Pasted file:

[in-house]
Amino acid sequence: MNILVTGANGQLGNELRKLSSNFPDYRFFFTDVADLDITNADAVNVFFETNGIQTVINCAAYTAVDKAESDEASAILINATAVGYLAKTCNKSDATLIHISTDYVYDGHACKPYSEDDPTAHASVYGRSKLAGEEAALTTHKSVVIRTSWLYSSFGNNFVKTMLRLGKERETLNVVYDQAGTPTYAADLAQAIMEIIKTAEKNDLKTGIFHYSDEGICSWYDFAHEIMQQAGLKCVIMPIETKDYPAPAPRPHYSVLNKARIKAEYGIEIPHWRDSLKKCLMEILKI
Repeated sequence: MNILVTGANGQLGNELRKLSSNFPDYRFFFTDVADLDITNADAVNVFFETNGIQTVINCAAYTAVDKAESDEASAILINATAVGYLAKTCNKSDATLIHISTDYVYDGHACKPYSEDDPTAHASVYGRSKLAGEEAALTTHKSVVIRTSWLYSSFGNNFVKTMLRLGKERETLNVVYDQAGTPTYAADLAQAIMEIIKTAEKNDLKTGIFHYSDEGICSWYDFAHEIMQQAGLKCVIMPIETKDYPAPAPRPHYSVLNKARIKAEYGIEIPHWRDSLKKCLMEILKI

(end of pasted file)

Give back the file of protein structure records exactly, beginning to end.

[in-house]
Amino acid sequence: MNILVTGANGQLGNELRKLSSNFPDYRFFFTDVADLDITNADAVNVFFETNGIQTVINCAAYTAVDKAESDEASAILINATAVGYLAKTCNKSDATLIHISTDYVYDGHACKPYSEDDPTAHASVYGRSKLAGEEAALTTHKSVVIRTSWLYSSFGNNFVKTMLRLGKERETLNVVYDQAGTPTYAADLAQAIMEIIKTAEKNDLKTGIFHYSDEGICSWYDFAHEIMQQAGLKCVIMPIETKDYPAPAPRPHYSVLNKARIKAEYGIEIPHWRDSLKKCLMEILKI
Repeated sequence: MNILVTGANGQLGNELRKLSSNFPDYRFFFTDVADLDITNADAVNVFFETNGIQTVINCAAYTAVDKAESDEASAILINATAVGYLAKTCNKSDATLIHISTDYVYDGHACKPYSEDDPTAHASVYGRSKLAGEEAALTTHKSVVIRTSWLYSSFGNNFVKTMLRLGKERETLNVVYDQAGTPTYAADLAQAIMEIIKTAEKNDLKTGIFHYSDEGICSWYDFAHEIMQQAGLKCVIMPIETKDYPAPAPRPHYSVLNKARIKAEYGIEIPHWRDSLKKCLMEILKI